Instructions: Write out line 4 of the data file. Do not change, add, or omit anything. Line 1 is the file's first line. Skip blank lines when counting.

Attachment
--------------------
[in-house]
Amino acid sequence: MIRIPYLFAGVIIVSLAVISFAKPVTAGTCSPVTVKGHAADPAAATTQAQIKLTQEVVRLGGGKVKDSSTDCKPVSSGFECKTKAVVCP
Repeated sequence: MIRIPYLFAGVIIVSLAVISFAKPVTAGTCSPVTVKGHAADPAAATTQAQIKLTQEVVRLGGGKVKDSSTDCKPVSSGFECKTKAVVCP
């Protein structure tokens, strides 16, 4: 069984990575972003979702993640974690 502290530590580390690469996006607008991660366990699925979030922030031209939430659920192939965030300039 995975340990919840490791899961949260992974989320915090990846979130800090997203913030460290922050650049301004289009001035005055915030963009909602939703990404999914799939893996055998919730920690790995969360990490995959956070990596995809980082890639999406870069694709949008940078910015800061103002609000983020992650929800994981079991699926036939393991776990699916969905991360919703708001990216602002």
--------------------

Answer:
């Protein structure tokens, strides 16, 4: 069984990575972003979702993640974690 502290530590580390690469996006607008991660366990699925979030922030031209939430659920192939965030300039 995975340990919840490791899961949260992974989320915090990846979130800090997203913030460290922050650049301004289009001035005055915030963009909602939703990404999914799939893996055998919730920690790995969360990490995959956070990596995809980082890639999406870069694709949008940078910015800061103002609000983020992650929800994981079991699926036939393991776990699916969905991360919703708001990216602002």